What Does It Take to Rebuild a Fish Stock?

Lessons Learned from the Gulf of Mexico Red Snapper

The Gulf of Mexico is famous for its seafood, and residents and tourists alike value the opportunity to catch—or eat—delicious red snapper. But it wasn’t that long ago that red snapper had all but disappeared from dinner plates and fishing lines. Overfishing and mismanagement drove red snapper to critically low levels in the early 1990s. Today, while there are still some lingering issues to address, the stock is on the path to recovery. 

This is a good story of how scientists, managers, fishermen and conservation groups—including Ocean Conservancy—came together to tackle big conservation challenges is a fascinating tale about what it takes to go from “unsustainable” to “sustainable.” In our new feature, “Bringing Red Snapper Back from the Brink,” we explore the inner workings of the fishery management system. 

Red snapper management is complex, but it can be broken down into key phases, each addressing a sustainability challenge. This story will show you the path from reducing shrimp bycatch, to modernizing the commercial sector, to improving opportunities for charter fleets, and finally to tackling the impacts of millions of individual anglers. And the story is not over—we end with recommendations for where managers need to focus efforts to ensure we keep our momentum and keep rebuilding on track.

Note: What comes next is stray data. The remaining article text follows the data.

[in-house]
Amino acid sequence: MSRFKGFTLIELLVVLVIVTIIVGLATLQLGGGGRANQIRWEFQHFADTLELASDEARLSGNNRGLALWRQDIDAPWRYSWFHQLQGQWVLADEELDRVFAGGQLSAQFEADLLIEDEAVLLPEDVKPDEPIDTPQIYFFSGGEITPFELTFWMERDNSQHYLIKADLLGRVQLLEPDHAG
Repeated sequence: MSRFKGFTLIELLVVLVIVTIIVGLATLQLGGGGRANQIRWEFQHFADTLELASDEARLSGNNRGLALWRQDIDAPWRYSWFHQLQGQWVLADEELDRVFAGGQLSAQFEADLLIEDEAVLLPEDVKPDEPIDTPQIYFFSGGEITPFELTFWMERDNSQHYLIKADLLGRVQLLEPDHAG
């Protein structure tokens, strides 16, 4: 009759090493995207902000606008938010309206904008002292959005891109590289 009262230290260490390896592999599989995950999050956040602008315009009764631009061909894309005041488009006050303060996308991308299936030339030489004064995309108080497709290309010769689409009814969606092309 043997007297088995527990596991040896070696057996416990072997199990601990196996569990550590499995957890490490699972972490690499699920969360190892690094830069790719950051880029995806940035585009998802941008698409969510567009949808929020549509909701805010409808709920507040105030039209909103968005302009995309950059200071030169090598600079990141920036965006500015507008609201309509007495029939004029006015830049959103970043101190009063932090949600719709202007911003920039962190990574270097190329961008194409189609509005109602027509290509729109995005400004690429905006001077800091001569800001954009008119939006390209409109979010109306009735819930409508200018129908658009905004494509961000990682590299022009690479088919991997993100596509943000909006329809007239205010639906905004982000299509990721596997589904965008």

Solving the sustainability issues in red snapper has taken generations of people—a whole community of fishermen, scientists, managers and conservationists—coming together to repair the past to create a better future. Stories like these are the reason Ocean Conservancy is dedicated to rebuilding all our fish stocks. Despite the challenges, it is possible to have healthy ecosystems, abundant populations of fish, and vibrant coastal communities with commercial and recreational fishing opportunities—it just takes hard work.

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